Conveyor Initiation Task
The Conveyor Initiation Task 690 functions to initiate the Conveyor Indexing Control Task 680 and is started whenever the ROBOT ENABLE signal 619 is raised from the PLC 620. Once started, this task requests an INDEX INFEED CONVEYOR 1 (102, 104), signal 637, then waits approximately two (2) seconds, and requests an INDEX INFEED CONVEYOR 2 (102, 104), signal 639, as shown in FIG. 8. The task 690 is then terminated and is not restarted again until the ROBOT ENABLE signal 619 is lowered and raised again.
The Task Manager 640 initializes the software and hardware I/O signals, the global variables, and the vision/robot system tasks. Once the vision/robot system tasks are running, the task manager monitors the integrity and status of each task currently running and the resources that are controlled by these tasks. The status poll signals 647a-647f are indicated in FIG. 8. The resources are the robot, communication ports, and the I/O signal lines. The Task Manager reports any errors to the PLC, via the SYSTEM FAIL signal 622, and the SCADA node, via the SCADA Node Interface Task 695. The SYSTEM FAIL signal 622 is generated whenever a robot (as detected by the Task Manager) has recognized a gross error which prevents it from continuing operation. This signal is active-low and remains low until the Adept robot is reset. Thus, the PLC must lower the ROBOT ENABLE signal 619 immediately upon receiving this signal.
For gross errors occurring with the vision/robot control software, the Task Manager 640 is utilized to detect and recover from these errors by continuously polling the status and integrity of all steady-state tasks and resources during program execution. If it is determined that a gross error has occurred, the SYSTEM FAIL signal 622 will be raised to the PLC 620 and all tasks except the SCADA Node Interface Task, the Control Panel Task and the Task Manager will be stopped. A code indicating the reason for the last unrecoverable error will be available to the SCADA Node through the SCADA Node Interface Task. In some cases, an error message will be displayed in the Monitor Window of the Adept robot controller. After the SYSTEM FAIL signal is raised, the Task Manager will attempt to correct any problems detected on the robot and notify the operator through the Monitor Window. In most cases, the operator will only need to raise the ROBOT ENABLE signal again to re-set the vision/robot control software.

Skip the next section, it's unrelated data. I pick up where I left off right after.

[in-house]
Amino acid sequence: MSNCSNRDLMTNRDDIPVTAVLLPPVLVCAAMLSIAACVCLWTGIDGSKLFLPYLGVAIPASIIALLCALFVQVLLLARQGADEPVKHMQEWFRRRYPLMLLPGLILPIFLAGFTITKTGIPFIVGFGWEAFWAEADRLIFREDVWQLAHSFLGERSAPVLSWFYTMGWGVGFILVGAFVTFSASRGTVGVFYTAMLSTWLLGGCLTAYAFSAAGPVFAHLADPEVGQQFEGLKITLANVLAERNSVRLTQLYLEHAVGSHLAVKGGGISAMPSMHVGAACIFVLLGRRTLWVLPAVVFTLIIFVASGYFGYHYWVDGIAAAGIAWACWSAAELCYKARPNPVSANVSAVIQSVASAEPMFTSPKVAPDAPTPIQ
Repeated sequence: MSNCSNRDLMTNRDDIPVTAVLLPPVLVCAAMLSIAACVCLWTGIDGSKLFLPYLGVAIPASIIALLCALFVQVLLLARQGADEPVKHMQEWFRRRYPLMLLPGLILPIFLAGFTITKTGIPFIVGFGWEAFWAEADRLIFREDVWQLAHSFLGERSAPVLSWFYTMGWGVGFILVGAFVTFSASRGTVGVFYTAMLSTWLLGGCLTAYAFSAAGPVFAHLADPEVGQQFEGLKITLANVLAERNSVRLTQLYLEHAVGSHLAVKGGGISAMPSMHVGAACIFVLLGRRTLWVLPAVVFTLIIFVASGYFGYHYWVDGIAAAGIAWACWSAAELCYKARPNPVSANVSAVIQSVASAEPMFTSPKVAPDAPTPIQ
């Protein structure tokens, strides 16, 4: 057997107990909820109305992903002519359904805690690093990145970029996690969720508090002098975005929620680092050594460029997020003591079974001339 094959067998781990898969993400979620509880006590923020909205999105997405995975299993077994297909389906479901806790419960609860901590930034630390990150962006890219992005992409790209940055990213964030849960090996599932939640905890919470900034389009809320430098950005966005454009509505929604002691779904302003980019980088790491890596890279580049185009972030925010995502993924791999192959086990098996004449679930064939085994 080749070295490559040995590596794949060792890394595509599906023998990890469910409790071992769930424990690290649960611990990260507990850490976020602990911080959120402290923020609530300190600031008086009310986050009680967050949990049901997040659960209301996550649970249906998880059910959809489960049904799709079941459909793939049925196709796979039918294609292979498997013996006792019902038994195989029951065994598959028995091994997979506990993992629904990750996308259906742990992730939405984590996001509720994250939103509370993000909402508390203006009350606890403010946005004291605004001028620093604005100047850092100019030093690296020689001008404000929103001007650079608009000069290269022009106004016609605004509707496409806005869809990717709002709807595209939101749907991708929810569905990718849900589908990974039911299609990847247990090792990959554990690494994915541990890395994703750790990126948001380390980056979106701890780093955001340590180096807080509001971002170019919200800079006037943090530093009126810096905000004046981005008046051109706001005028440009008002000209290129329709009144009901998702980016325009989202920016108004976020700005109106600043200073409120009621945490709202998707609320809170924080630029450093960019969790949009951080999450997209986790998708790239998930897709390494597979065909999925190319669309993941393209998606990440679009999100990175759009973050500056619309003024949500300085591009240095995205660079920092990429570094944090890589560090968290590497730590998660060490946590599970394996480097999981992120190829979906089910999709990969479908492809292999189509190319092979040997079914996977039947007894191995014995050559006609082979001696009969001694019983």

Control Panel Task
The Control Panel Task 662 presents a mouse controlled panel that allows an operator to access various software "debugging" utilities, to access diagnostics utilities, to control the speed of the robot, and to select new positions that the robot will move to for picking and placing needles. Also, the Control Panel Task allows the operator to stop the vision/robot system tasks from executing.
SCADA Node Interface Task
The SCADA Node Interface task 695 polls the SCADA Node RS-232 interface for messages from the SCADA node and control computer 46. The task will act as slave to SCADA Node requests for Adept and camera set-up procedures necessitated by product changeovers. These requests are valid only when the ROBOT ENABLE signal 619 is deactivated.
Lens Control Task
The Lens Control Task 670 is initiated only when the SCADA node requests a new product to be introduced to the vision system and is executed only as an off-line process. The Lens Control Task 670 accepts the new needle parameters and adjusts the field-of-view size for both cameras to accommodate the new product size. The zoom, focus, and iris lenses are affected by this new product introduction, as well as internal vision system parameters, such as gain, binary threshold, and offset, used for imaging. Once the cameras are adjusted, the task is suspended until another new product is introduced to the vision/robot system.
Prior to enabling the robots to begin the needle infeed process, a Needle Changeover procedure is invoked to inform the Vision and Robot Control tasks of the control system software of the type and size of the needles to be processed. This needle changeover procedure must be completed before making needle batch changes. If a changeover is not completed before the first needle batch run after power-up, an error message will be displayed at the FIX/DMACS (SCADA Node) screen when the robots are enabled and the robots will not run. If a changeover is not completed between different needle batch runs, the vision tasks will not identify any needle being run.
Essentially, an operator of the system enters the needle parameters in appropriate units, e.g., millimeters and degrees at the FIX/DMACS screen (not shown) of the SCADA task 695 through data lines 635. Such needle parameters for use by the Vision tasks include, the needle radius and the radius tolerance, acceptable needle angles and their tolerances, and, the needle width and the width tolerance.
In addition to inputting needle change parameters for the vision tasks, initial camera set-up parameters associated with the particular batch of needles to be processed are also input through the SCADA Node for use by the system. The software utilizes the information provided by the user via the SCADA Node to automatically adjust the lens for the correct field-of-view size, focus, and zoom parameters prior to enabling the robots.